Sao Paulo police trying to jail some protesters before World Cup

Fri May 30, 2014 10:03am EDT
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By Brian Winter

SAO PAULO (Reuters) - Police in Brazil's biggest city are seeking to arrest and jail a hard core of violent street protesters before the World Cup starts in two weeks, using wiretaps and other surveillance in an effort to prevent clashes from spoiling the tournament.

Fernando Grella, the head security official for Sao Paulo state, told Reuters that police are assembling possible criminal cases against a small number of protest leaders, perhaps a few dozen, who he said are conspiring to "commit violent acts, break things, vandalize and attack people."

The intelligence work is not yet complete so it's unclear whether prosecutors will agree to bring charges that would result in so-called "preventive arrests," Grella said.

The likelihood of violent protests is one of the biggest concerns for Brazil's government and world soccer body FIFA as the World Cup gets ready to kick off in Sao Paulo on June 12.

Brazilians angry over public money being spent to host the tournament, among other grievances, have been staging periodic demonstrations for a year now. While most protesters have been peaceful members of the middle class, several marches have resulted in clashes with police and vandalism that officials blame on a small number of students and other youths.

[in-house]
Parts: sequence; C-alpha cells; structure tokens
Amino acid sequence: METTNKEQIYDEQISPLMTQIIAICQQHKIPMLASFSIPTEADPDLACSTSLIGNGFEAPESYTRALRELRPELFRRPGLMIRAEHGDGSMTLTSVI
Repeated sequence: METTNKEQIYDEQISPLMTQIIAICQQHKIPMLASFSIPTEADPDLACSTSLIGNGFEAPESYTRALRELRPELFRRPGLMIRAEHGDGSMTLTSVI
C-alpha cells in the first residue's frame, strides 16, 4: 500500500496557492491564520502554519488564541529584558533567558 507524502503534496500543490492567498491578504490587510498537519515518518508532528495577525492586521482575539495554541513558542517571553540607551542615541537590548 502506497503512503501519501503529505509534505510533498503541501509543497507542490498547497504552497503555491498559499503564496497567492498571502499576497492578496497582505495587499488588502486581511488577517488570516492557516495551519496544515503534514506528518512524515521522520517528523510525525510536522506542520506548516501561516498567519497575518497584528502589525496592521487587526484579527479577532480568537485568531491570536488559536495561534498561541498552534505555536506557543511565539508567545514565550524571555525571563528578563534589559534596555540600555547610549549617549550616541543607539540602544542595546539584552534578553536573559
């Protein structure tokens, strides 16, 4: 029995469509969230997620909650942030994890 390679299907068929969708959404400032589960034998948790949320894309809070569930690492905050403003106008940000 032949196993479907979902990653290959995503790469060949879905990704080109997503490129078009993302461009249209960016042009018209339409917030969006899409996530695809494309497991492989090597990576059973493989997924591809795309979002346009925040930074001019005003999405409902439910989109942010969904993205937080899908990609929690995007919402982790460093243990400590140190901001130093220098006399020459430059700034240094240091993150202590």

The "intense intelligence operation" described by Grella is one of the most extensive yet disclosed by Brazilian security forces. While federal agencies are also gathering information on protesters, it's unclear if police in the other 11 cities that will host games are also seeking preventive arrests.

Grella said police have used video surveillance and internal records to identify the most violent protesters and, in some cases, have tapped their phones and monitored their social media use and e-mail traffic.

The objective, he said, is to identify cases of premeditated, organized violence that would constitute "criminal association" - a charge akin to conspiracy that is more typically used against organized crime groups here.   Continued...

Fernando Grella, the head security official for Sao Paulo state, gestures as he speaks to Reuters in Sao Paulo May 28, 2014.  REUTERS/Paulo Whitaker